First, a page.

Saudi Arabia – Arab News, Sept. 3: Sweden on Tuesday became the first European Union country to announce it will give asylum to all Syrian refugees who apply. “All Syrian asylum seekers who apply for asylum in Sweden will get it,” Annie Hoernblad, the spokeswoman for Sweden’s migration agency, told AFP. “The agency made this decision now because it believes the violence in Syria will not end in the near future.” … Since 2012, Sweden has taken in some 14,700 asylum seekers from Syria. Swedish Migration Minister Tobias Billstroem called on other countries to recognize their duty to help the Syrian people: “No other conflict on earth today is as terrible as the long and bloody conflict in Syria. That should make many politicians, inside and outside the E.U., think about our responsibilities.”

Singapore – Channel NewsAsia, Sept. 4: The Syrian opposition said it feared a fresh chemical attack by President Bashar al-Assad's regime, after three convoys believed to be filled with chemical weapons were spotted. "We have had recent information that there were three convoys loaded with chemical weapons [that] left their locations, and now we can confirm that two of them have reached their final destination," opposition spokesman Khaled Saleh told a press conference in Istanbul.

TurkeyWorld Bulletin, Sept. 3: Yalçin Akdogan, chief adviser to Prime Minister Recep Tayyip Erdogan, commented on concerns that the Syrian regime might attack Turkey in the face of a possible Western-led intervention in the country, saying on Monday that such an attack from neighboring Syria would be “suicide.” “Assad attacking Turkey would be madness or suicide because that would mean attacking a NATO member state." … Ankara, one of the harshest critics of the Syrian leader, has conducted military drills and contacted world leaders to stop the bloodshed in the country after the Assad regime's chemical weapons attack that killed more than 1,400 and injured many more in the suburbs of Damascus. As part of its plan to prevent violence in the country, Turkey has started to ready itself for a possible intervention in Syria by increasing its military drills in its southern and southeastern border provinces.

United Kingdom – BBC, Sept. 4: Russian President Vladimir Putin has warned the U.S. and its allies against taking one-sided action in Syria. He said any military strikes without U.N. approval would be "an aggression." … Putin said Russia did not rule out supporting a U.N. Security Council resolution authorizing force, if it was proved "beyond doubt" that the Syrian government had used chemical weapons. On Tuesday evening, members of the U.S. Senate Committee on Foreign Relations agreed on a draft resolution backing the use of military force. The measure, to be voted on next week, sets a time limit of 60 days on any operation. According to the draft resolution, the operation would be restricted to a "limited and tailored use of the United States Armed Forces against Syria," and prohibit the use of any ground forces. … Putin was speaking ahead of the G20 summit in St. Petersburg, which opens on Thursday and is supposed to concentrate on the global economy, but now looks likely to be dominated by the crisis in Syria.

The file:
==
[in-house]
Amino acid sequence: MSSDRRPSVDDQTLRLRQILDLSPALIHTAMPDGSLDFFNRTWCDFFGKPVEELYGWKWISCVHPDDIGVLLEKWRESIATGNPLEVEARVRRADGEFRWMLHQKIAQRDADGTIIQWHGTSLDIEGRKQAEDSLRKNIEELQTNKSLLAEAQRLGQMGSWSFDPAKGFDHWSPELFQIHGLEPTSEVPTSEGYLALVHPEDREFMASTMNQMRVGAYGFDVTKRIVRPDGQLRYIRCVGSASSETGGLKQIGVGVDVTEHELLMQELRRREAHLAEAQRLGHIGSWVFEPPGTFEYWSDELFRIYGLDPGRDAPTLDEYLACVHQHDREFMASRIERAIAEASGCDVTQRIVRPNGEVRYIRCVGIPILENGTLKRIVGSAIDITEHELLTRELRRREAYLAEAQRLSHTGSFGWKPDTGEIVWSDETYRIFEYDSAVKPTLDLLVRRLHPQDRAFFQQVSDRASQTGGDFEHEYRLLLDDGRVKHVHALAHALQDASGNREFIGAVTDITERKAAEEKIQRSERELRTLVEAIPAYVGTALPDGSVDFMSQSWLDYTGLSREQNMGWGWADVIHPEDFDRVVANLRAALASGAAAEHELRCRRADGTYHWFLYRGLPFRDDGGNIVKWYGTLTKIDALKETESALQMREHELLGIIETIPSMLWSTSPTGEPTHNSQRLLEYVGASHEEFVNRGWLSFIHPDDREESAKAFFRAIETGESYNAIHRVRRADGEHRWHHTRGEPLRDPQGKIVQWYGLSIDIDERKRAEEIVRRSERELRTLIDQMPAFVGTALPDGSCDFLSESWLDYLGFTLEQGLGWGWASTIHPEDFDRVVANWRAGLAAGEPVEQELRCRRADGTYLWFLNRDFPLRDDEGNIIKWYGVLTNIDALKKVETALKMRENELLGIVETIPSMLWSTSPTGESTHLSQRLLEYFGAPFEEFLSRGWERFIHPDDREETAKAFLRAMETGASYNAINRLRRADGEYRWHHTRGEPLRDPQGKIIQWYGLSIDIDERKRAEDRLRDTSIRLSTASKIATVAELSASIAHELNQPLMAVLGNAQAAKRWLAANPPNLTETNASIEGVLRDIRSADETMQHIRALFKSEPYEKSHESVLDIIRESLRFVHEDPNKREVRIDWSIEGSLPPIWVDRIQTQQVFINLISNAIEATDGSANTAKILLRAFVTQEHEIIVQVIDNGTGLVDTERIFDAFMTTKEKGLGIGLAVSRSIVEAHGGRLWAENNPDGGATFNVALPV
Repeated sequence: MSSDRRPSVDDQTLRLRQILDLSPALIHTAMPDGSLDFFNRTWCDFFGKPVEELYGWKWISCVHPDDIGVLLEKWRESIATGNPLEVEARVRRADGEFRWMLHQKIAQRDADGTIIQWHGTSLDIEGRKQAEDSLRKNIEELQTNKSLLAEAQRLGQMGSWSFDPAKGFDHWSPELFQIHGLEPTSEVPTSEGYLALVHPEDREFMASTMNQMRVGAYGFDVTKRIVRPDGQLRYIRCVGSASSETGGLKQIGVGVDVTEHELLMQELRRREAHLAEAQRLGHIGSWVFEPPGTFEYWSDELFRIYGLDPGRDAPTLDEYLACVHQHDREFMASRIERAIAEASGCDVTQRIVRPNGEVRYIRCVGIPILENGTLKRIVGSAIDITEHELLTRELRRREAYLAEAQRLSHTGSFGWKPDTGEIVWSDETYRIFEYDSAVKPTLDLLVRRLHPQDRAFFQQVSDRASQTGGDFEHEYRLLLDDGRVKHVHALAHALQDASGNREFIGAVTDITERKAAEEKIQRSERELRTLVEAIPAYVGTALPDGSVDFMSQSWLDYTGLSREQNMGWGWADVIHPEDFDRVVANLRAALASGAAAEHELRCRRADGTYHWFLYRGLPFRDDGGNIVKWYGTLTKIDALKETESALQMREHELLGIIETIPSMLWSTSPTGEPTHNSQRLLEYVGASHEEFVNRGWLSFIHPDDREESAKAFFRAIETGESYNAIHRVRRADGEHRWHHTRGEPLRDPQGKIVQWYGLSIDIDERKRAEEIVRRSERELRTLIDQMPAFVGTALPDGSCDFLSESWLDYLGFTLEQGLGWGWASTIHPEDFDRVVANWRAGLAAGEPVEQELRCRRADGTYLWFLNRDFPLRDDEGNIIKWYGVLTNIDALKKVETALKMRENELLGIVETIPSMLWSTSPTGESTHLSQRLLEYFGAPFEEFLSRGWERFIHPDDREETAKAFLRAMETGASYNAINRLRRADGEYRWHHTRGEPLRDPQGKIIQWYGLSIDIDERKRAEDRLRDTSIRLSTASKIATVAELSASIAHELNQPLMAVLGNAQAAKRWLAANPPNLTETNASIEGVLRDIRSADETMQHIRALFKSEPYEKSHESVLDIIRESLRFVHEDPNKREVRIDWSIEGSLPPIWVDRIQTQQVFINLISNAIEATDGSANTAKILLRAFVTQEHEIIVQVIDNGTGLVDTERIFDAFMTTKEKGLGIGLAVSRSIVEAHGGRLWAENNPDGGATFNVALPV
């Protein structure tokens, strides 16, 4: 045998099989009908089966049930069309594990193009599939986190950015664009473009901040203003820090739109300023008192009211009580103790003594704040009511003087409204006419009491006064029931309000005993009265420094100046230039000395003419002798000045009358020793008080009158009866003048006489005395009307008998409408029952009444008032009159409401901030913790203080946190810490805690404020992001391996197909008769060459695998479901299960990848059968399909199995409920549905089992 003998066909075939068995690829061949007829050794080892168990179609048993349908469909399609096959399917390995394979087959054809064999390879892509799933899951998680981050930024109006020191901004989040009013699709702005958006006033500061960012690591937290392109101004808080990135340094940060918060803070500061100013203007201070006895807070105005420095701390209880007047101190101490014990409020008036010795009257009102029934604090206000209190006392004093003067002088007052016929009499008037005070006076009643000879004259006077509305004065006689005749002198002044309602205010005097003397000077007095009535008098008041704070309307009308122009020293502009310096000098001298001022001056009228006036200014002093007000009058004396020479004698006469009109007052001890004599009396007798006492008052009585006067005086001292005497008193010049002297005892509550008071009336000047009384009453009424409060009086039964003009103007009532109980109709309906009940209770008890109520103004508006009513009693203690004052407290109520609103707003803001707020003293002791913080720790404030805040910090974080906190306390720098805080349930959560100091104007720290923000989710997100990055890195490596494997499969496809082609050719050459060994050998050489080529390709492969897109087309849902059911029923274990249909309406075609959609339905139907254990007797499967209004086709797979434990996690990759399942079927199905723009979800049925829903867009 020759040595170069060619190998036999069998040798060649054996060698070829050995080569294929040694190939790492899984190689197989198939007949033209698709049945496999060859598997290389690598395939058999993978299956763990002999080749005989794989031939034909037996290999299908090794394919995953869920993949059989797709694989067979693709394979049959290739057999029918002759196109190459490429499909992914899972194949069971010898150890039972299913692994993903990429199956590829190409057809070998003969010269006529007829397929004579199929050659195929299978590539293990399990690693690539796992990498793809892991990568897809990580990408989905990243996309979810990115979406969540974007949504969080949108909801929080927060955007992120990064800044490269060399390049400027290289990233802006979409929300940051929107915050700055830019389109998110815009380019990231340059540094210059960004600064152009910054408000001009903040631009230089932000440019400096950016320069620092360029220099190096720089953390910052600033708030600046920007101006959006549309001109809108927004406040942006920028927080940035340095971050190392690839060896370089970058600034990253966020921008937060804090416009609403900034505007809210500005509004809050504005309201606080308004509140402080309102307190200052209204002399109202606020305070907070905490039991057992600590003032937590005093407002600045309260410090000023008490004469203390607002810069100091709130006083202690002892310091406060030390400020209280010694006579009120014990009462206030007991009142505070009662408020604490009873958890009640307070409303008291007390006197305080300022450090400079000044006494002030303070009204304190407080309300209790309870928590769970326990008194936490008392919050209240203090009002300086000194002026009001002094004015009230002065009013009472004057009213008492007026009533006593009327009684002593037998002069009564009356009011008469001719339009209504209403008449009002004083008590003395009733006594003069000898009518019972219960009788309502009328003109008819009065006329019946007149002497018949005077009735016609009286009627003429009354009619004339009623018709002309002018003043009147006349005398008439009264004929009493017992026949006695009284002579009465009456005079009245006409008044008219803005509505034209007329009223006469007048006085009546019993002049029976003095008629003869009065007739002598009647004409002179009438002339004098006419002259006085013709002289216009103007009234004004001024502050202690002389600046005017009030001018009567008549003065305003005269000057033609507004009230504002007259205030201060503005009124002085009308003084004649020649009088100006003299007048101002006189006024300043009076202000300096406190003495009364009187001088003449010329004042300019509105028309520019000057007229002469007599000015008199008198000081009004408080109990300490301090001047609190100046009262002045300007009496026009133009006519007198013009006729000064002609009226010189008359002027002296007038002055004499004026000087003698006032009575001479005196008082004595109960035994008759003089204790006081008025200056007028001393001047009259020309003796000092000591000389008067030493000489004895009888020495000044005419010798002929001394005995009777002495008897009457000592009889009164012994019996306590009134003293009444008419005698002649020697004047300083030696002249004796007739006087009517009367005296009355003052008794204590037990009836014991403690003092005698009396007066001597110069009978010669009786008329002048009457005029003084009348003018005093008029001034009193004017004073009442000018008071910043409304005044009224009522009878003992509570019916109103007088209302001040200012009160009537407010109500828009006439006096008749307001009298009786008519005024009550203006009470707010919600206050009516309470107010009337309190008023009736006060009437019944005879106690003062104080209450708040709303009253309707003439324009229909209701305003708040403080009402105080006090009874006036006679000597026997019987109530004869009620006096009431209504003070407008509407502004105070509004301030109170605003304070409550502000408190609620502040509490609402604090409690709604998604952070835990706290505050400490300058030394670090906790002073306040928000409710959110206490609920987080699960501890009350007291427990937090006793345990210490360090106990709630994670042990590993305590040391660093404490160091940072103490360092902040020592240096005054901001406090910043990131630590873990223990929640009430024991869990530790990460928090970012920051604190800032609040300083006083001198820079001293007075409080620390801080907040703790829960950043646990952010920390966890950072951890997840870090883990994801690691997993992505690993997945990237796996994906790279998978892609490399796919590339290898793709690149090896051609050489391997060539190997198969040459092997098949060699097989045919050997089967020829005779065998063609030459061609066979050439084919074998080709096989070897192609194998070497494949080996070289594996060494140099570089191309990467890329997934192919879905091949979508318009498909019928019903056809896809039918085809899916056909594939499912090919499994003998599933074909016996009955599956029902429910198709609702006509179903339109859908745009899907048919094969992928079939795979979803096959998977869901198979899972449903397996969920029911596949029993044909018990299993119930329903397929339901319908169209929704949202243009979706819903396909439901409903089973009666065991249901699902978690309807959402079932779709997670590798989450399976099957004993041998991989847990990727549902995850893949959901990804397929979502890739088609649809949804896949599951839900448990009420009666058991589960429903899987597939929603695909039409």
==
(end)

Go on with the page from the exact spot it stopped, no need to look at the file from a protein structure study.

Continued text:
United States – The New York Times, Sept. 3: As the United States and its allies struggled for a course of action to punish the use of chemical weapons in Syria, the United Nations said the number of civilians who had fled to neighboring countries had surpassed 2 million—a new milestone in what it called “the great tragedy of this century, a disgraceful humanitarian calamity.” Fear of Western air strikes in the past week was a factor in an exodus that continued to gather momentum, inflicting acute social strain and political tension on receiving countries, António Guterres, the United Nations high commissioner for refugees, said in an interview in Geneva on Monday. … “These countries need massive support from the international community to be able to cope with the challenge,” Mr. Guterres said, emphasizing the acute strain the refugee influx has placed on their economies and social resources. “If that support does not materialize, the risks of instability in the Middle East will dramatically increase.”